Last night I took that 108 gratitude count into my sun salutation.  It took a bit longer than just rubbing the beads (maybe 20 minutes with the beads, just over an hour for the salutations), but I found myself smiling, even laughing in my heart at times as I thought of different points that brighten my life.  The first time I ever tried this meditation was exhausting: physically and mentally.  It was really tough to stay focused and get all the way through.  This time, it flowed smoothly and sweetly.  

How I Structured My Gratitude Flow

My first two rounds I simply allowed concepts or ideas beginning with each letter of the alphabet to come: Appreciation, Balance, Compassion, etc.  

abcblocks

With each breath, I thought of ways I’m grateful for how that word has taken meaning in my life.  Thoughts like: “I’m grateful for the ability to feel appreciation.  To be appreciated and hear and learn that others appreciate me.  I’m grateful people can express appreciation to each other, and for the joy that fills our hearts when we allow the sense of appreciation to permeate through us…..”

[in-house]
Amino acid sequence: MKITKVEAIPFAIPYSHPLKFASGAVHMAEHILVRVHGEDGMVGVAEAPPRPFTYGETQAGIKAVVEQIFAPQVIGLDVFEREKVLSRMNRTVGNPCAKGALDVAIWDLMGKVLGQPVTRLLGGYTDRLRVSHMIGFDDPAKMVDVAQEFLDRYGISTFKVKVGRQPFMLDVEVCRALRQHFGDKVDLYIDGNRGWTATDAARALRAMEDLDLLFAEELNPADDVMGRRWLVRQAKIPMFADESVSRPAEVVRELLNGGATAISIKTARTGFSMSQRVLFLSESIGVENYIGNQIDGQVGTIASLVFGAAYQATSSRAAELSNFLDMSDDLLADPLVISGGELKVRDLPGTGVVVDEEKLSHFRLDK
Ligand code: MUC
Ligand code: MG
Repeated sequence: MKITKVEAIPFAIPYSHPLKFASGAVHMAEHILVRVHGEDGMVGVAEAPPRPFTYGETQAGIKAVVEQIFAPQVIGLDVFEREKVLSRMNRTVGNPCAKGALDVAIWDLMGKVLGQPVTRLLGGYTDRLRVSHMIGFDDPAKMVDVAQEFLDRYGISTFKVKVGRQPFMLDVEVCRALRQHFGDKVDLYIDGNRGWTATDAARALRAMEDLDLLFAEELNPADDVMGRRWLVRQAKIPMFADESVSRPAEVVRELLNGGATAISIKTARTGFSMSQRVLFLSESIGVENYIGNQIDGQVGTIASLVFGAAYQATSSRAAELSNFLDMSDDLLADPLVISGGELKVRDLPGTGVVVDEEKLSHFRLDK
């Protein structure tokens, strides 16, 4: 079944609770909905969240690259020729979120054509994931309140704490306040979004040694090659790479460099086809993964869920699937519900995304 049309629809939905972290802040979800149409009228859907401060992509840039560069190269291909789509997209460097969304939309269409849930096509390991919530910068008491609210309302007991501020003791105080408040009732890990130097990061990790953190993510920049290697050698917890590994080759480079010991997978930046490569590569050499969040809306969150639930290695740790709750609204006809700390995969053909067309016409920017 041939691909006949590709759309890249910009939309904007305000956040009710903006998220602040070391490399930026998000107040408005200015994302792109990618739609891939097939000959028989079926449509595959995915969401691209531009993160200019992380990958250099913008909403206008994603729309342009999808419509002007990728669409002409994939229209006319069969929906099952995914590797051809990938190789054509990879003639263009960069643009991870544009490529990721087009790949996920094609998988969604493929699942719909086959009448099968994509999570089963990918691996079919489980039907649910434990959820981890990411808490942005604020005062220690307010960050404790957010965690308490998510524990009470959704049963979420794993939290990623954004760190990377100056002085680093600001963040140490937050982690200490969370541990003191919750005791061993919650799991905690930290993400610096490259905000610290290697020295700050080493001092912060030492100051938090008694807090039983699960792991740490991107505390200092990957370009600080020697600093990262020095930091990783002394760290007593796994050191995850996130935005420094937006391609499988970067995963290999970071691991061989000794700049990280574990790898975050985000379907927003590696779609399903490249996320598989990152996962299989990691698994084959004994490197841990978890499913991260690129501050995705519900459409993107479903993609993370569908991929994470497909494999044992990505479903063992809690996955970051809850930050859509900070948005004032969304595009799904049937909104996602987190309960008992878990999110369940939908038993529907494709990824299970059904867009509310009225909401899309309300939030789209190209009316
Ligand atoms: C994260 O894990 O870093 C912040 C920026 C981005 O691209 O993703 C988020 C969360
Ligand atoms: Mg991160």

My third round became body-focused, from feeling gratitude my dad was able to get a new hip and his surgery went well (for H), to mustaches (for M) and how I love to laugh and enjoy all the whimsical and funny ways they can be shaped.

For the fourth and final round I decided to name people who have impacted my life for good.  Old college friends I haven’t spoken to in years, teachers, family members, dear friends, the wonderful people flowing in the room with me, all were in my heart and hopefully getting little spirit hugs from me as I pondered how they have helped shape my life with their light.